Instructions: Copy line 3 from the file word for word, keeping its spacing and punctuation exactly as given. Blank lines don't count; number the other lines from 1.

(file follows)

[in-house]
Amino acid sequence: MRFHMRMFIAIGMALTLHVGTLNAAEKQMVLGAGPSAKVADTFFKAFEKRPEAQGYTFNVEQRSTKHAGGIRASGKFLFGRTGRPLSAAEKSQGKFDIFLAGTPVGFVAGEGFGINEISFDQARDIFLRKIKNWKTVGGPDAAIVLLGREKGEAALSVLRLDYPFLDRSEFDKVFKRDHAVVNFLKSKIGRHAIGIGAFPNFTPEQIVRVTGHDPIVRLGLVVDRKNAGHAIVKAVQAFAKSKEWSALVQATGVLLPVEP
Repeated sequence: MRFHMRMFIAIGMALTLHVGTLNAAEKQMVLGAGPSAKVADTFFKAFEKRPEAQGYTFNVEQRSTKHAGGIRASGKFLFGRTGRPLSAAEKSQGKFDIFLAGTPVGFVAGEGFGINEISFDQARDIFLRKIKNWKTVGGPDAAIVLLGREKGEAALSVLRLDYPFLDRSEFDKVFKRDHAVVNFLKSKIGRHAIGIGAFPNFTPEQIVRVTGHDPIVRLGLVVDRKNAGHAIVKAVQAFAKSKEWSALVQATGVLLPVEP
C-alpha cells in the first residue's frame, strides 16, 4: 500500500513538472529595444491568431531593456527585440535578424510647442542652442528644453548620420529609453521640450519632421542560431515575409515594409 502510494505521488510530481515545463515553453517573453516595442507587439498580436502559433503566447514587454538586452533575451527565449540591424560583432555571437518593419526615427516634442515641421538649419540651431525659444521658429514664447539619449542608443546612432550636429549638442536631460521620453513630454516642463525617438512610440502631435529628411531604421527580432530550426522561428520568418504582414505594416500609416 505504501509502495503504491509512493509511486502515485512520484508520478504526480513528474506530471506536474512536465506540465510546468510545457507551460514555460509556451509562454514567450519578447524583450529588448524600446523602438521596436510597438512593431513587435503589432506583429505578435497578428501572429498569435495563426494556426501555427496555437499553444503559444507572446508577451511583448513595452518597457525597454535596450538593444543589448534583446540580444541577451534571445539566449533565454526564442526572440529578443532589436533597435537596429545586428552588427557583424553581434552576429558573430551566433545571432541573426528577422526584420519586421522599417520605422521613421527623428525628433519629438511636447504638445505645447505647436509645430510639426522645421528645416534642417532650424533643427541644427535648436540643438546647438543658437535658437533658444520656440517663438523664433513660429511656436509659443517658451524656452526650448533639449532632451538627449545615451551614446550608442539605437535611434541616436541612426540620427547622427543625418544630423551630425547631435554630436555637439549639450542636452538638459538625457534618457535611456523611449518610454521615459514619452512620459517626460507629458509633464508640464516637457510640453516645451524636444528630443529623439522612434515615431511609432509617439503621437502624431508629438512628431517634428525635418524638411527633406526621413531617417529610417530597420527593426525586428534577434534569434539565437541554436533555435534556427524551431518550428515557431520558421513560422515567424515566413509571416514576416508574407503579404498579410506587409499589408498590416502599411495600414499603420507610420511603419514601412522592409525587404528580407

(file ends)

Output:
Repeated sequence: MRFHMRMFIAIGMALTLHVGTLNAAEKQMVLGAGPSAKVADTFFKAFEKRPEAQGYTFNVEQRSTKHAGGIRASGKFLFGRTGRPLSAAEKSQGKFDIFLAGTPVGFVAGEGFGINEISFDQARDIFLRKIKNWKTVGGPDAAIVLLGREKGEAALSVLRLDYPFLDRSEFDKVFKRDHAVVNFLKSKIGRHAIGIGAFPNFTPEQIVRVTGHDPIVRLGLVVDRKNAGHAIVKAVQAFAKSKEWSALVQATGVLLPVEP